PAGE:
Our confused relationship with foxes: cull them, feed them, hunt them, kill them
The trouble with foxes isn’t foxes themselves – it’s with the rest of us, and our on/off relationship with them. If we’re not calling for them to be culled, hunting them for their fur, or poisoning them to protect our poultry, we’re leaving out little suppers of dog food for them in the back garden.
It’s no wonder they’re confused – whatever they do, they’re foxed.
The chaos in our meat markets
The horsemeat scandal is no longer just an issue of cheap beef. The confusion about the origins of the implicated food raises sickening questions about how much we know about the food on our plates.
Take the Findus horsemeat lasagnes, which were produced in Luxembourg by French company Comigel. The head of Comigel says he “believed” his company was buying French beef from its supplier, Spanghero, whose parent company is called Poujol. But Benoît Hamon, France’s consumer-affairs minister, told the Financial Times that Poujol “acquired the frozen meat from a Cypriot trader, which had sub-contracted the order to a trader in the Netherlands [who was] supplied from an abattoir and butcher in Romania”.
Somewhere along this convoluted food-production process, it appears one product was swapped for another, completely different one, and no one picked it up – until the Irish Food Safety Authority uncovered the Tesco “horseburger”. Even in the unlikely event other unpalatable substances aren’t discovered in our food chain, it is evident that the section of society that buys this kind of processed food may have been living on a kind of Frankenstein diet. And with the price of a basket of groceries gone up 12 per cent in two years, they probably don’t have much choice.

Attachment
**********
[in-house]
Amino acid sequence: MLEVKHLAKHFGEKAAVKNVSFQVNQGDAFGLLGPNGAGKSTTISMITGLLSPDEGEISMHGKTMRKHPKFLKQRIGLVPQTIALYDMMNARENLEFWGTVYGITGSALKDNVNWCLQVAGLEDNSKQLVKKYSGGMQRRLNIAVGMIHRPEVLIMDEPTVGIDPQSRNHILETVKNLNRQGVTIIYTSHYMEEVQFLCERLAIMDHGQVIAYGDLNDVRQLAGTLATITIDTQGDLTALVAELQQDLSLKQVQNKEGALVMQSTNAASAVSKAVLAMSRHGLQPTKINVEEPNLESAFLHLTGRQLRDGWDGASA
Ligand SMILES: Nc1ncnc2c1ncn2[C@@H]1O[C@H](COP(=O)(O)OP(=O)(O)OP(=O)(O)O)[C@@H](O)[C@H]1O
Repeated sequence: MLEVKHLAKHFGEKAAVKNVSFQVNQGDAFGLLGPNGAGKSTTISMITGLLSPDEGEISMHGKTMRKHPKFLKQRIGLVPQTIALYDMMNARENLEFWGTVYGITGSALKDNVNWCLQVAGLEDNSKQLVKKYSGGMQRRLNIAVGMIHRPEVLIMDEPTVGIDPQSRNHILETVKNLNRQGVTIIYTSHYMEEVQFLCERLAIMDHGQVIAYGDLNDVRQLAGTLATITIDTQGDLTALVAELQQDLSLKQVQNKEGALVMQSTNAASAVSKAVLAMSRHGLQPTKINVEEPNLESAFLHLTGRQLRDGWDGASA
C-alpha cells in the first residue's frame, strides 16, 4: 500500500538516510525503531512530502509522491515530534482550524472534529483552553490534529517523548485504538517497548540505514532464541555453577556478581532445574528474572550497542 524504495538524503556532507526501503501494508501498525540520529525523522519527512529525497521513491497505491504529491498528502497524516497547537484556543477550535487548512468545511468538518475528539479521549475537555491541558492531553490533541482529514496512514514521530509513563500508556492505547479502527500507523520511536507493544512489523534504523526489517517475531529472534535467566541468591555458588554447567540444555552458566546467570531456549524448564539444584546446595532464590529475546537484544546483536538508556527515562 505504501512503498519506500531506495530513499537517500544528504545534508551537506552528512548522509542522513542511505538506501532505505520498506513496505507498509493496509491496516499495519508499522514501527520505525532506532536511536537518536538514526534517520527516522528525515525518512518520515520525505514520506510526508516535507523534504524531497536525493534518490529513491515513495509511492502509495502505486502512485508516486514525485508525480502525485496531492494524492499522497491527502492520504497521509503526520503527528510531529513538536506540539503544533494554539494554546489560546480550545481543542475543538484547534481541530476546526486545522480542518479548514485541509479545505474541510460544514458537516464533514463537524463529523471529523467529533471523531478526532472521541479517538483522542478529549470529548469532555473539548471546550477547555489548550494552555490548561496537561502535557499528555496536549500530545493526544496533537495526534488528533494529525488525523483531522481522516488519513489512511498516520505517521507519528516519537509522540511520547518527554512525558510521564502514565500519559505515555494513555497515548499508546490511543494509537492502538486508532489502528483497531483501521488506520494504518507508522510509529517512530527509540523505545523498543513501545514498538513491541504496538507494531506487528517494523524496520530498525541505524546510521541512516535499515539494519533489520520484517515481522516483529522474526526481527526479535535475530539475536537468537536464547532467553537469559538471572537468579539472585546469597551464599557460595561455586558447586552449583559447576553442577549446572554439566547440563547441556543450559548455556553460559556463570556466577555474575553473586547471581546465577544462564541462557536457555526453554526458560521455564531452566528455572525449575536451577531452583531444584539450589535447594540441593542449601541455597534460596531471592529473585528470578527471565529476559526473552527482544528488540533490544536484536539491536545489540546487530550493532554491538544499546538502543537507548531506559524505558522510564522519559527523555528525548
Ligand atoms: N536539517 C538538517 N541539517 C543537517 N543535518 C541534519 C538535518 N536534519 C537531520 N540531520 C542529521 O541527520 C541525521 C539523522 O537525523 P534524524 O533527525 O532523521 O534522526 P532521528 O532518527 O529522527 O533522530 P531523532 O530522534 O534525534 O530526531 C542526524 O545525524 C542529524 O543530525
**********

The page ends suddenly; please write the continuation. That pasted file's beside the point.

Come in, page three, your time is up
The end of an era that few women will mourn is nigh – and no, I’m not referring to Pope Benedict XVI’s tenure.
Rather, Rupert Murdoch has hinted that he is “considering” whether it might be time to finally kill off the page-three girl. In response to a tweet from one of his followers, he wrote “Page three so last century! You may be right, don’t know but considering.” Later, he described the reaction to his tweet as “OTT”.
Come on, Rupert – you’ve had nearly 40 years to realise what an anachronistic relic the daily phenomenon of naked mammaries masquerading as news is. Those who mourn the demise of page three will trot out the old chestnut about a woman’s right to make a “feminist choice” if she wants to be photographed semi-naked.
But here’s the thing. She might have a choice, but the rest of us don’t. No one asks how we feel about the cat calls, the nasty comments, the irritation at being reduced to the sum of your (preferably naked) body parts, just because you’re a woman.